A new program sponsored by Norwalk’s Department of Social Services held its first information meeting on April 14, promoting the mental health and personal development of young women.
From 6 to 7 p.m., young women residing or attending school in Norwalk gathered to learn about and register for LADY, Leadership and Advocacy for the Direction of Young Women, at the Social Services Center at 11929 Alondra Blvd.
The new program will serve as a “big sister-little sister sorority” for women ages 15 to 23. Her main focus is women empowerment, equality and mentorship.
LADY will potentially be funded by the California Commission on the Status of Women and Girls through their Women’s Recovery Response. On March 15, they awarded $5 million in funds to various organizations serving women and girls who have been affected by the ongoing pandemic.
At Thursday’s meeting, a series of icebreakers and PowerPoint presentations followed by question-and-answer sessions were hosted by founders Jessica Bargas-Jimenez and Denise Lopez, who both work in the Department of Human Services.
The founders have worked for the City of Norwalk for over 20 years combined; Bargas-Jimenez is an office assistant for the Center and Lopez works as a social worker.
They said that by working in the social services department, they had a first-hand view of the toll COVID-19 has taken on women not just in Norwalk but around the world.
“We want to focus on mental, emotional and physical health, relationships, school, work, etc.,” Bargas-Jimenez said. “Our main focus is personal development as we are not the same women we were last year or the year before, we are still growing and evolving, and overcoming the obstacles that make us who we are.”
“We hope this program will inspire other young women to apply the things they learn in this program to their daily lives and one day help another struggling woman as we aspire to do here,” Lopez added.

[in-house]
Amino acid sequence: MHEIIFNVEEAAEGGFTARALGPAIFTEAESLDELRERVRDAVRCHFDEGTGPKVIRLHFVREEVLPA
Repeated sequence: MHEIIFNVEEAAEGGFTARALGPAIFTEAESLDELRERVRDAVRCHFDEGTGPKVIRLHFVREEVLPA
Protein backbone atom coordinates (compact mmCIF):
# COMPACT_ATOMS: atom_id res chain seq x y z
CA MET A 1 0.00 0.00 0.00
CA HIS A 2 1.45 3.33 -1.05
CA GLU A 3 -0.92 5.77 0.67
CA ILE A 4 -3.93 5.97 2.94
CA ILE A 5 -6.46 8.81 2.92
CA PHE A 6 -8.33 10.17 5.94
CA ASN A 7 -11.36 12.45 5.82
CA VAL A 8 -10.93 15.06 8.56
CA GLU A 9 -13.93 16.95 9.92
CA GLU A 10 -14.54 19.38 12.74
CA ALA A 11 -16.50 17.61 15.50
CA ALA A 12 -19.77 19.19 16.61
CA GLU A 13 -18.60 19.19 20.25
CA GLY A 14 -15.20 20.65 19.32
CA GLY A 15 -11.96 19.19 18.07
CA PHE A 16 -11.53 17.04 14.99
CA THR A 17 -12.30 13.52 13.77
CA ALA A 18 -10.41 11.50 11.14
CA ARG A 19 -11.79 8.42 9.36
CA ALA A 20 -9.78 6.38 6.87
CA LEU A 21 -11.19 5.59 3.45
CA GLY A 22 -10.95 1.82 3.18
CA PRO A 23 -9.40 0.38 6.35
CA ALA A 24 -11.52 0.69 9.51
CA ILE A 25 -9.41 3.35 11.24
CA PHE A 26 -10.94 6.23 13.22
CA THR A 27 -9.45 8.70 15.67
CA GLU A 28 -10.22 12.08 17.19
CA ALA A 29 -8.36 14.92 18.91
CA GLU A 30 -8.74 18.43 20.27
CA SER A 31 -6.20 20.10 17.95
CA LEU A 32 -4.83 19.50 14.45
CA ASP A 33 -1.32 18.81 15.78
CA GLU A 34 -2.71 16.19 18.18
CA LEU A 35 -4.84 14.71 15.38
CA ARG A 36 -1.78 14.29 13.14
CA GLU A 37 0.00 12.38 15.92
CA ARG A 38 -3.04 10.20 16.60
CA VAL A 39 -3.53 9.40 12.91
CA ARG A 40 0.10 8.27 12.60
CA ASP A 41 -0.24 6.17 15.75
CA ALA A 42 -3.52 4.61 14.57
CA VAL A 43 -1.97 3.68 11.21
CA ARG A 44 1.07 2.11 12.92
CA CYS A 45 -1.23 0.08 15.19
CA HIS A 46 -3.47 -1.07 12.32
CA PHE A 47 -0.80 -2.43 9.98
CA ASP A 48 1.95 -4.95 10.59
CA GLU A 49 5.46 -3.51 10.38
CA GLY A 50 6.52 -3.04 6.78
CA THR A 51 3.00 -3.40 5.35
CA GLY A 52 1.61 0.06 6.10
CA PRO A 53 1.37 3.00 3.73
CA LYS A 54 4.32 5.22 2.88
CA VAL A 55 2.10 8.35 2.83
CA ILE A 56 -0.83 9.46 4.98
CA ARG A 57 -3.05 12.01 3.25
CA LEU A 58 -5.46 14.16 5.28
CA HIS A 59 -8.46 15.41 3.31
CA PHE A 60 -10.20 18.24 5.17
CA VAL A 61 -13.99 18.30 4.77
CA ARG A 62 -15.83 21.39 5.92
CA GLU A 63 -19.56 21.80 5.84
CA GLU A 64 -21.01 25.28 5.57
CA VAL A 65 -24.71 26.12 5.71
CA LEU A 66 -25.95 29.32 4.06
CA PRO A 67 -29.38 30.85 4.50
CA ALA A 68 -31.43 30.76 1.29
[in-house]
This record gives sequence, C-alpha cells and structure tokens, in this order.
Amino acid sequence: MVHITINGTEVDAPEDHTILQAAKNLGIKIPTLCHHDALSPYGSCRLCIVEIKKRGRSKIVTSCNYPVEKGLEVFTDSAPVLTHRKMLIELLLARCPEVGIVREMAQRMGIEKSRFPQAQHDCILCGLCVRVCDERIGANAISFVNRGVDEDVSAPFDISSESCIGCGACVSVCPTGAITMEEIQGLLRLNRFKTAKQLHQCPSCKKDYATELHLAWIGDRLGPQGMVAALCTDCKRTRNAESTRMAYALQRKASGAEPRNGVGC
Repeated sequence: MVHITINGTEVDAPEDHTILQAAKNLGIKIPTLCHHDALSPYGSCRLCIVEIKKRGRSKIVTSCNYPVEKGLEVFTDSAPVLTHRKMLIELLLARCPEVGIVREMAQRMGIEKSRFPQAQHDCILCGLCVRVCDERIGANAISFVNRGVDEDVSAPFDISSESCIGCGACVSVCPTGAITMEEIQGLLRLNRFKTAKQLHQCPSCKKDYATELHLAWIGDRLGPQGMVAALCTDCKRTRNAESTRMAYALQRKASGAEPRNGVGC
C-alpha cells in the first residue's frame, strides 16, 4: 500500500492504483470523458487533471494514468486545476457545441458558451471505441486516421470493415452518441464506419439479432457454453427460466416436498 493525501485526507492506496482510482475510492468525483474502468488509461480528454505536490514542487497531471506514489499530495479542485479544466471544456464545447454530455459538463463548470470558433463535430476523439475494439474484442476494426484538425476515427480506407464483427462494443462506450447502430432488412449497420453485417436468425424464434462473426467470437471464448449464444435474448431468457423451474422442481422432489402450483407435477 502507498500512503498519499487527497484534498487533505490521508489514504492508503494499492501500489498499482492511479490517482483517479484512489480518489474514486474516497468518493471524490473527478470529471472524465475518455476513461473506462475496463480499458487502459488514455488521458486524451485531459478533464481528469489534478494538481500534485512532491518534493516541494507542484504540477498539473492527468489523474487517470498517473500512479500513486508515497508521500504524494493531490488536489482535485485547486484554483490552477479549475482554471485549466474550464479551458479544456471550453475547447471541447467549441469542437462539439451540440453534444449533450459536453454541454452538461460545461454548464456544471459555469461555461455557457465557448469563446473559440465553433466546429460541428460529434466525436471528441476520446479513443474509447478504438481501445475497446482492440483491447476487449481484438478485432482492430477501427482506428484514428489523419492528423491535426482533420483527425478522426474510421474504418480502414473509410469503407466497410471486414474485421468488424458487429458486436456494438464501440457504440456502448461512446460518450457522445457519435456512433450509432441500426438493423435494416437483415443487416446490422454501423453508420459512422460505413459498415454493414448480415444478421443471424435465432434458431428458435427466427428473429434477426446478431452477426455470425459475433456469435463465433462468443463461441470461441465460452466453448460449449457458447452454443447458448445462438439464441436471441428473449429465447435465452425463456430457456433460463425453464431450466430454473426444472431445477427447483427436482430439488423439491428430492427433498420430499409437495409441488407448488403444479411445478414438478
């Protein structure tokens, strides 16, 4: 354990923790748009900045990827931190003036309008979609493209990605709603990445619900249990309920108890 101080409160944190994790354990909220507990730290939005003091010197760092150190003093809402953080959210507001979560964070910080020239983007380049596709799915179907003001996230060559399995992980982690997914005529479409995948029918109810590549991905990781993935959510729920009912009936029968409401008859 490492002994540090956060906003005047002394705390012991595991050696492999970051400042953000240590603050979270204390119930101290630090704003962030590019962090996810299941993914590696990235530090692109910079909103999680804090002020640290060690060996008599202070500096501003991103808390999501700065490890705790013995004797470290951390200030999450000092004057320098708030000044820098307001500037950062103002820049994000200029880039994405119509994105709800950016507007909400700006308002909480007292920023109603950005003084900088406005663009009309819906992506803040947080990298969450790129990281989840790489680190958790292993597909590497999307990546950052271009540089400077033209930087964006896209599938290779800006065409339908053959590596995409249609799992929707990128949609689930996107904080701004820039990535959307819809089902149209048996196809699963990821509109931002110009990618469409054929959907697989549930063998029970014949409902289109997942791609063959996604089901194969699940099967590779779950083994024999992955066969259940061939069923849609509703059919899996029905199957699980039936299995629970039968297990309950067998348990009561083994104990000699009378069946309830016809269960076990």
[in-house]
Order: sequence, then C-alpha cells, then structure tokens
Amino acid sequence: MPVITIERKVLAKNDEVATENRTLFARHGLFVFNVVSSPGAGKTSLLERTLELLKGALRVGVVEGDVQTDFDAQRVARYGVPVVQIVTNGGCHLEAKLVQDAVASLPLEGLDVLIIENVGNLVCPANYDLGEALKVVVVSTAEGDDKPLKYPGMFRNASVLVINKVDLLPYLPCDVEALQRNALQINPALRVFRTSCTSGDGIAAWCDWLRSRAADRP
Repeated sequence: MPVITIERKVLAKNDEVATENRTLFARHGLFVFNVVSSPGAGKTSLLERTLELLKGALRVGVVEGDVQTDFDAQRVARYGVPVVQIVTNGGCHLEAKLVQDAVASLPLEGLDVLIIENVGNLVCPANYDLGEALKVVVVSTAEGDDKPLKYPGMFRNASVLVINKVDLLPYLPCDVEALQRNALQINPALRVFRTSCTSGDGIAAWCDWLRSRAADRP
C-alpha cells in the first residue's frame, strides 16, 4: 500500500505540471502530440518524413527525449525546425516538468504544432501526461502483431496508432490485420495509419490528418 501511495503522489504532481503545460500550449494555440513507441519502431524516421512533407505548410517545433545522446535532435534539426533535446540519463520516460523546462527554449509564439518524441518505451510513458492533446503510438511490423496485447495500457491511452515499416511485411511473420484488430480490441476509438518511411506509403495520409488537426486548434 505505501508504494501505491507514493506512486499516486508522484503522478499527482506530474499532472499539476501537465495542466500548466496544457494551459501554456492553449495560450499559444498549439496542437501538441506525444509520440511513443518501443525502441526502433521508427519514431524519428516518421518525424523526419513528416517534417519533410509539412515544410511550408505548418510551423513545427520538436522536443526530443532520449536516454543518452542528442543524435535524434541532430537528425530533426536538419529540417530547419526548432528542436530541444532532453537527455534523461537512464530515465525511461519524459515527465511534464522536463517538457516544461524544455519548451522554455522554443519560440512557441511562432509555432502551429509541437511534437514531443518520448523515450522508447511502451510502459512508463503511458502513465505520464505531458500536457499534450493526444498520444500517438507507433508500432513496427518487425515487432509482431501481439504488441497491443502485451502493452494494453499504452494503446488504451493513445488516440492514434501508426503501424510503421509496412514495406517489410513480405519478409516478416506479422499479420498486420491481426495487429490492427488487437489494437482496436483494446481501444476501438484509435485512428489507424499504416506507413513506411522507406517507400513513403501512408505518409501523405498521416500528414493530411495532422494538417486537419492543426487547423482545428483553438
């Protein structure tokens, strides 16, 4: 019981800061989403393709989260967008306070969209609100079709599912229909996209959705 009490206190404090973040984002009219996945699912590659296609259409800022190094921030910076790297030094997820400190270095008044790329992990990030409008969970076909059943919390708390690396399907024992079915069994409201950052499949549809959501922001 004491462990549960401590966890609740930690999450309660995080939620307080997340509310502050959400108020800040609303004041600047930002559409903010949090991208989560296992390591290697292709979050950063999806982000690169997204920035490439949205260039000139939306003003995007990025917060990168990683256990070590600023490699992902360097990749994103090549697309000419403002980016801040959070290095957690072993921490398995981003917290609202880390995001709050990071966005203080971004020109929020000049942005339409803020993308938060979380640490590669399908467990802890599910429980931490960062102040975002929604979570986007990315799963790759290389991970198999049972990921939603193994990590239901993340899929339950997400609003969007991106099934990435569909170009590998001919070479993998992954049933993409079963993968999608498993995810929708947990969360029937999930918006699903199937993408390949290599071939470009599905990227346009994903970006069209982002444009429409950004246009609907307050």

The program will have an upper and lower division where high school girls [ages 15-18] will be in one, and girls who have already graduated or passed high school [ages 18+] will be in the other.
“We want to have two bigger groups so the girls can get along better,” Bargas-Jimenez said. “Girls in high school might not be able to relate to girls in college and beyond, and vice versa.”
Each girl will be paired with a designated mentor based on [similar] interests, career paths, etc. in which they will experience a series of workshops, outdoor excursions, one-on-one meetings and more.
The founders say the program will strive to keep participants’ identification confidential to ensure confidentiality, as some young women may not be comfortable with exposure; LADY will serve to be a safe space for its members.
In addition to potential funding for the program, Bargas-Jimenez and Lopez said that before they officially begin the program and make it a publicly known resource, they must receive approval and award money from the Norwalk City Council. .
Lopez said they are nonetheless grateful for the city’s cooperation, support and involvement in developing their program, as the mayor and his wife continue to champion its launch.
“Norwalk has so much heart that when we see a problem, we fix it and try to make it better,” Lopez said. “The board is so invested in helping our program that they said even if we weren’t approved for this grant they would find a way to fund it and that says a lot.”
LADY strives to officially begin in late spring and serve as an ongoing program. They are also looking for more inspired women to serve as mentors.
Those interested in joining or learning more about the program should contact the Norwalk Social Service Center by email, [email protected]or by contacting their office at (562) 929 – 5544.